While the red shirt wearing, Mike Bloomberg funded Mom’s Demand Action were out there shaking their fists, we are talking about legally owned firearms being transported. Yes, this has implications that can trickle down throughout the entire gun control scheme, but today, we are talking about transporting a thing in the trunk of a car by a “good guy.” And the same red (the color of communism and fascist regimes) shirt wearing, funded by socialist Mr. Nanny himself group is screaming from the roof tops that this case is moot. I would not be too sure about declaring victory too soon.
And for my freedom loving patriots that are down in the dumps over this, I would not be too quick to concede to this line of thinking.
This case may begin the end of Draconian regimes in jurisdictions like NYC. If not, guess what red shirts and patriots alike: there are several more cases sitting at the Supreme Court in waiting, and they go straight to the jugular on anti-freedom gun control schemes.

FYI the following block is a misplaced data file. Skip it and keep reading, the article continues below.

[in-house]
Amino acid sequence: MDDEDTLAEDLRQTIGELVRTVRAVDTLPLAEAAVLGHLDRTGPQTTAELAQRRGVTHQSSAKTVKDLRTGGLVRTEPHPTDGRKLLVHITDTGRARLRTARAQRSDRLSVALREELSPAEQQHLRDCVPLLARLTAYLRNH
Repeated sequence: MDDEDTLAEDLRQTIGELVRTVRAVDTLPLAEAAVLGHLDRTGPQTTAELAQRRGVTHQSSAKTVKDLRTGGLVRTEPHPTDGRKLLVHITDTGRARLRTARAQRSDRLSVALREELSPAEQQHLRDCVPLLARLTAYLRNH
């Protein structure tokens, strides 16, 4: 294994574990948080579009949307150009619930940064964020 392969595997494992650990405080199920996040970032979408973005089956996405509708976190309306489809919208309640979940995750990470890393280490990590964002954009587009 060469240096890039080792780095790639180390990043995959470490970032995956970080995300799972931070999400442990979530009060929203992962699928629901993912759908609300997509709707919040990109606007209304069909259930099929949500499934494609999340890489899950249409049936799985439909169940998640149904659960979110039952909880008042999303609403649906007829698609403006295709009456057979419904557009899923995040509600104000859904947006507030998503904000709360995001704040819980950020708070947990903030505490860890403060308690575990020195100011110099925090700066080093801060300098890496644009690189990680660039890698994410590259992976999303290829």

Alito laid into Dearing on the City’s position on the Second Amendment:
“…it follows that the Second Amendment, under at least some circumstances, protects the possession of a handgun outside the home. Isn’t that correct?”
What Dearing has to say about the City’s position in his concession sums up this entire case:
“I think — I think that’s a fair way to look at it, that — that — that — but — but, from our perspective…”
This is why the parents need to step in, not the older siblings.
For a full text transcript of the oral arguments, visit:
John Petrolino is a US Merchant Marine Engineering Officer and writer native to Monmouth County New Jersey. He received his BS in Marine Engineering from Massachusetts Maritime Academy. John’s articles, poetry, reviews, and essays have been in numerous publications online and in print. John can be reached via twitter at @johnpetrolino.